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Joseph Attar receives a hug from One Free World International's Reverand Majed El Shafie upon arriving at Toronto's Pearson airport, on Jan. 14.J.P. MOCZULSKI/THE GLOBE AND MAIL

After spending nearly 15 years in an Egyptian prison for a crime he insists he did not commit, Canadian Egyptian Mohamed el-Attar has returned to Canada.

Now going by the name Joseph Attar after converting to Christianity, he was convicted of spying for Israel. His conviction was based mostly on a confession, which he said he signed after being tortured with electric shocks and forced to drink his own urine.

Pushing a luggage cart carrying a few belongings to start his life from scratch in Canada, Mr. Attar said through tears that he can’t believe he is finally free.

“I don’t believe I’m here after 15 years. I’m free, no more handcuffs, no more being afraid of an officer. No more double face. No more hiding my faith,” he told The Globe and Mail early Friday morning at Toronto Pearson airport. He said he is innocent and wants to clear his name.

“It’s a mix of strong feelings and strong emotions. I’m so happy,” he said, adding that he was going to take a selfie so he could remember the moment.

Mr. Attar, 45, came to Canada as a refugee in 2002, fearful of persecution in Egypt for his faith. He returned to Cairo in 2007 to visit his grandmother who was dying, he said. But he was promptly arrested. His case initially garnered international attention when Egypt said they had caught a spy, but the attention waned.

In the transcript of his interrogation, Mr. Attar said that, while in Canada, he recruited agents, specifically gay people and those who were facing financial difficulty in Arab communities, to spy for Israel’s intelligence service, the Mossad. He also said he used his position as a teller at CIBC to find possible recruits. Israel had repeatedly rejected Egypt’s claims that it caught a Mossad agent. But on Friday, he said he made up the story to stop the torture.

The transcript also alleged that he was under regular surveillance by Egypt’s intelligence service the whole time he was in Canada. And Mr. Attar said that in Canada he thought somebody was following him.

But the real trouble began after he landed in Cairo. Mr. Attar said an officer questioned him about his friendships with two men in Canada they suspected of being Mossad officers. Mr. Attar insisted that they were not, they were simply his friends and that he didn’t judge people based on faith. Shortly after that, he said, the torture began.

“I was put under psychological and physical pressure to say things that were not true. First they electrocuted me and then they forced me to drink urine.”

And he insists he was targeted because of his faith, not his perceived sexual orientation. He said Egyptian officers created a baseless case based on information he gave while he was being tortured and that the officers sought to smear his name and galvanize the Egyptian public. Mr. Attar said that when it comes to his sexuality, it’s personal.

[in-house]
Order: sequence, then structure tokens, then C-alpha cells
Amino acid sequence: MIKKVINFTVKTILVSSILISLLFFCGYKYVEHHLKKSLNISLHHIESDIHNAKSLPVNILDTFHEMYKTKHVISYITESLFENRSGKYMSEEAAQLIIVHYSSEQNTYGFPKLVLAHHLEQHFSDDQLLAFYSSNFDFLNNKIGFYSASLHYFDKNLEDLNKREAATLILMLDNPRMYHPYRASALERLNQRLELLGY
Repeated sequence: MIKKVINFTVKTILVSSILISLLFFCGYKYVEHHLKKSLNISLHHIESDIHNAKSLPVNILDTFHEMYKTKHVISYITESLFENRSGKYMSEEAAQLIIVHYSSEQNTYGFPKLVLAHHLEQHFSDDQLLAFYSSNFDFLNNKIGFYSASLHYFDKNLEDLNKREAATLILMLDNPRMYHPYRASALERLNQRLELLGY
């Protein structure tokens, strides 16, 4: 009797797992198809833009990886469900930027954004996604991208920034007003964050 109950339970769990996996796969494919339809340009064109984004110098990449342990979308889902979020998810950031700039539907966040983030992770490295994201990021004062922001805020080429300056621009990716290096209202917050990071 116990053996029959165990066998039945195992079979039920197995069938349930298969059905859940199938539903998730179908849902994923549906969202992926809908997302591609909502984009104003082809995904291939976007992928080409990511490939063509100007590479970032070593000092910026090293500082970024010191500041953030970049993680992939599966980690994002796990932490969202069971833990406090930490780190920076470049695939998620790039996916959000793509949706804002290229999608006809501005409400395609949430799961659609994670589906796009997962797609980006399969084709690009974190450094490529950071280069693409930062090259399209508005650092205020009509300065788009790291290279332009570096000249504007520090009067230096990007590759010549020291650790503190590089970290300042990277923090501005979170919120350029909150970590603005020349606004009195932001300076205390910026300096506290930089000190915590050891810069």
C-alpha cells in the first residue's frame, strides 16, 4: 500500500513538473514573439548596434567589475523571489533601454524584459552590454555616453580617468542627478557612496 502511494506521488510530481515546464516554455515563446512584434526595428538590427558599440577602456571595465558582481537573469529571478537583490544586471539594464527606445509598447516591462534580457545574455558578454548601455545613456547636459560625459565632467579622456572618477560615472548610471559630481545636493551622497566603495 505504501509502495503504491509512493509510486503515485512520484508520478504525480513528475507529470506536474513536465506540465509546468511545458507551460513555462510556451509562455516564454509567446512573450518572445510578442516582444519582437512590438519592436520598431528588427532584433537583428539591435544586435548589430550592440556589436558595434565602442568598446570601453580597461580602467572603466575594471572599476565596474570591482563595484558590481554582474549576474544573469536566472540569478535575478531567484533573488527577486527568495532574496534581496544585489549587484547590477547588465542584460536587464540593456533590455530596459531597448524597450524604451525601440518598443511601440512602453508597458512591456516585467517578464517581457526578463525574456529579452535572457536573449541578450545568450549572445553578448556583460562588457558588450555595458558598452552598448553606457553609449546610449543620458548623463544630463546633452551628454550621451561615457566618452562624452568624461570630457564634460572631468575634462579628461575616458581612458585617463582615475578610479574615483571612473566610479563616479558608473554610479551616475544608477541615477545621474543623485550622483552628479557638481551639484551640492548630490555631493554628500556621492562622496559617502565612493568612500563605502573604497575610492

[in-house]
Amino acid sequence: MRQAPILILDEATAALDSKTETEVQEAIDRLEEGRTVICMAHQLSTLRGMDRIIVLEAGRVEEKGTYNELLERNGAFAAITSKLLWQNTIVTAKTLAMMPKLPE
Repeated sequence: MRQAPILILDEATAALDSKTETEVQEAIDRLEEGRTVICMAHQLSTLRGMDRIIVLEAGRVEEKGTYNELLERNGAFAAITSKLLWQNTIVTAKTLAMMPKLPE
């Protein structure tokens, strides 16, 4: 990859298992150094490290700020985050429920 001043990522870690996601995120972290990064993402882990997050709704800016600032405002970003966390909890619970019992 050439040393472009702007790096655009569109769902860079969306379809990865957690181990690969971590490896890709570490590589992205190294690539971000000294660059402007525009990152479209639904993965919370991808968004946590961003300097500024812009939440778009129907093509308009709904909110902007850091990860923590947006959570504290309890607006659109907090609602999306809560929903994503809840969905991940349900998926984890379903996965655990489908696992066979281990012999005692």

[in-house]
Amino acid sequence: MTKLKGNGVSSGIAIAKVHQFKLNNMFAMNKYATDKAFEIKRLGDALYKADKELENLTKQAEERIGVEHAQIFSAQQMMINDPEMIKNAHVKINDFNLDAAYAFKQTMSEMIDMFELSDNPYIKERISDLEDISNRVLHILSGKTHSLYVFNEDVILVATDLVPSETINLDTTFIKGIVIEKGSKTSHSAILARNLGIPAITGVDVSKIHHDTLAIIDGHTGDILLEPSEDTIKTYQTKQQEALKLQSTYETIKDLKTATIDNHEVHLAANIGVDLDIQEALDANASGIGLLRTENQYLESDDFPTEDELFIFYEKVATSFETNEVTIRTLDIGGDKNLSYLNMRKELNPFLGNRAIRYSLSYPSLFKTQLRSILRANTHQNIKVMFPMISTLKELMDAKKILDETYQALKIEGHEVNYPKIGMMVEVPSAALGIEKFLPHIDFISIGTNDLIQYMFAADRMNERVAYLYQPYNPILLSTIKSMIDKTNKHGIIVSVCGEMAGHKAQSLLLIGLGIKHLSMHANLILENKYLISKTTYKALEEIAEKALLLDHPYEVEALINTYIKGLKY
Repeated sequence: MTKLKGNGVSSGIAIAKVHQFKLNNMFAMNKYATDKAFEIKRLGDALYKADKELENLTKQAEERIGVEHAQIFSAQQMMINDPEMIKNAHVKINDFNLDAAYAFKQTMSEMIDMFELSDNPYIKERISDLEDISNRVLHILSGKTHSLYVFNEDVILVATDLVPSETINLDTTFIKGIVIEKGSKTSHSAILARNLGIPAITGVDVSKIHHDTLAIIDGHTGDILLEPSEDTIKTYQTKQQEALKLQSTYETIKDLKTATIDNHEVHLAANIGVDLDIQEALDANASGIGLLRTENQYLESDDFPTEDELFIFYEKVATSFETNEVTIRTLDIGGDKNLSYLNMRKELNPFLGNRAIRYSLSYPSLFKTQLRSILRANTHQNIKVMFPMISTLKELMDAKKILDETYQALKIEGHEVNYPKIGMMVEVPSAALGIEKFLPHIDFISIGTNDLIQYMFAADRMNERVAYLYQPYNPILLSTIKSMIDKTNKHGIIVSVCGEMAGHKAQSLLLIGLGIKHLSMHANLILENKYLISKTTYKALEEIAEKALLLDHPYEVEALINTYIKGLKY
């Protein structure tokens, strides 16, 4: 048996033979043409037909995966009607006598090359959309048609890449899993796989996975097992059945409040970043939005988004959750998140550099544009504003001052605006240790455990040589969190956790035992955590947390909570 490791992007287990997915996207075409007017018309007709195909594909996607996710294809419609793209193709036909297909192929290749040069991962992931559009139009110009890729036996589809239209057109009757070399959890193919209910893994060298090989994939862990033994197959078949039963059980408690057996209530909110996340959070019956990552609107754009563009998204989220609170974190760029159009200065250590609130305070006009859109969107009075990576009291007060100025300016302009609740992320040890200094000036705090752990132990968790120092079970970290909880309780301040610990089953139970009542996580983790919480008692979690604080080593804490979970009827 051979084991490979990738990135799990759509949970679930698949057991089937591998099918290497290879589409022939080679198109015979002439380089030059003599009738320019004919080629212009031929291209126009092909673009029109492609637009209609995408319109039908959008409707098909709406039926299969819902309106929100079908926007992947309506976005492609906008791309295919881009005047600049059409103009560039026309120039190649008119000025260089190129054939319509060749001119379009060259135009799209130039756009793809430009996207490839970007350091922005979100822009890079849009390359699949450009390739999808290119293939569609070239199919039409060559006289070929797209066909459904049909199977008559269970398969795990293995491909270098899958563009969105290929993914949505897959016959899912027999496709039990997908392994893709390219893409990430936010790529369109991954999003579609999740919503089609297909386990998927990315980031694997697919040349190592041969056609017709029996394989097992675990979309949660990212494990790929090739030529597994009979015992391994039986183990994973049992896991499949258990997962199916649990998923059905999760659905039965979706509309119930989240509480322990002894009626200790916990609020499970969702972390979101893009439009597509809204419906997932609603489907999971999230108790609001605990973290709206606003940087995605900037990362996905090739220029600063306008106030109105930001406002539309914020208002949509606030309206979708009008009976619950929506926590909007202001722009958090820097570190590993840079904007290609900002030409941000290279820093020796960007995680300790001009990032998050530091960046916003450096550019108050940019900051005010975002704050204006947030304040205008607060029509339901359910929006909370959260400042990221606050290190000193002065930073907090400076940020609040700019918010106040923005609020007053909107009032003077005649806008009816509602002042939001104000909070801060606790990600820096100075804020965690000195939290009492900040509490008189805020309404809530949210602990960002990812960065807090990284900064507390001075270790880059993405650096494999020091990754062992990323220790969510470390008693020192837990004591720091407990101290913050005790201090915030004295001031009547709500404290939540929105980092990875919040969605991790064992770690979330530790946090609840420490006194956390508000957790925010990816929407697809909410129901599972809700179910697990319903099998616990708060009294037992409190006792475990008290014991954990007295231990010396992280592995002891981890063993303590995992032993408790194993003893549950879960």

Mr. Attar first went to Tora prison, followed by more than six years in Wadi El Natrun, which he described as “the worst prison ever on the planet,” and spent the remaining couple of years in a prison designated for foreigners.

He said Wadi El Natrun was incredibly overcrowded, with 36 inmates to a small cell. He saw prisoners tortured there, he said, used as punching bags. He was put into solitary confinement on a few occasions, he said. He credits Canada’s embassy, which made consular visits and looked after him, for the reason why he was not treated as poorly as others.

Wearing a brown cardigan overtop a navy sweater and a Puma watch, he looks like any average Canadian, rather than someone just returning from a long period in an Egyptian prison. But that’s because one of the embassy staff, he said, helped him with clothes before he returned home.

But over the course of 15 years, Mr. Attar had few people fighting for him in Canada. In 2016, Majed El Shafie, founder of One Free World International, a humanitarian organization, took on his case and put pressure on the Canadian government to act.

Mr. El Shafie greeted Mr. Attar at the airport Friday morning, giving him a bouquet of colourful flowers.

“I believe that after a lot of pressure and a lot of advocating for the last many years, I think this has paid off. And I believe that actually there was a fear that the Egyptians would not release him at all,” Mr. El Shafie said.

On Friday, Foreign Affairs Minister Mélanie Joly tweeted that she is glad to see Mr. Attar back in Canada. “Throughout this difficult process, Canada has been there to support Mr. Attar and repeatedly raise his case at the highest levels. Thank you to the dedicated public servants for their hard work in this effort.”

Mr. Attar said for the first half of his sentence, he did not feel that he had the support of the previous Conservative government, saying he wrote to former prime minister Stephen Harper’s office and didn’t receive a response.

In 2015, after Justin Trudeau became Prime Minister, Mr. Attar said, he wrote to him and received a response from then-foreign affairs minister Chrystia Freeland, indicating that his case was a priority. Still, he served his full sentence.

“Who is going to compensate me for this?” he said.

Mr. Attar said he would like to get his position back with CIBC, saying that for him it is not only a job but “a way of living.”

Throughout the interview, Mr. Attar spoke a lot about his faith and he said he wants to help people who are going through what he has.

“I’m full of positive energy for what’s coming next. I’m not judging nobody, the Lord told us to forgive and this is what I’m doing now. I forgive those who tortured me. I forgive them,” he said.

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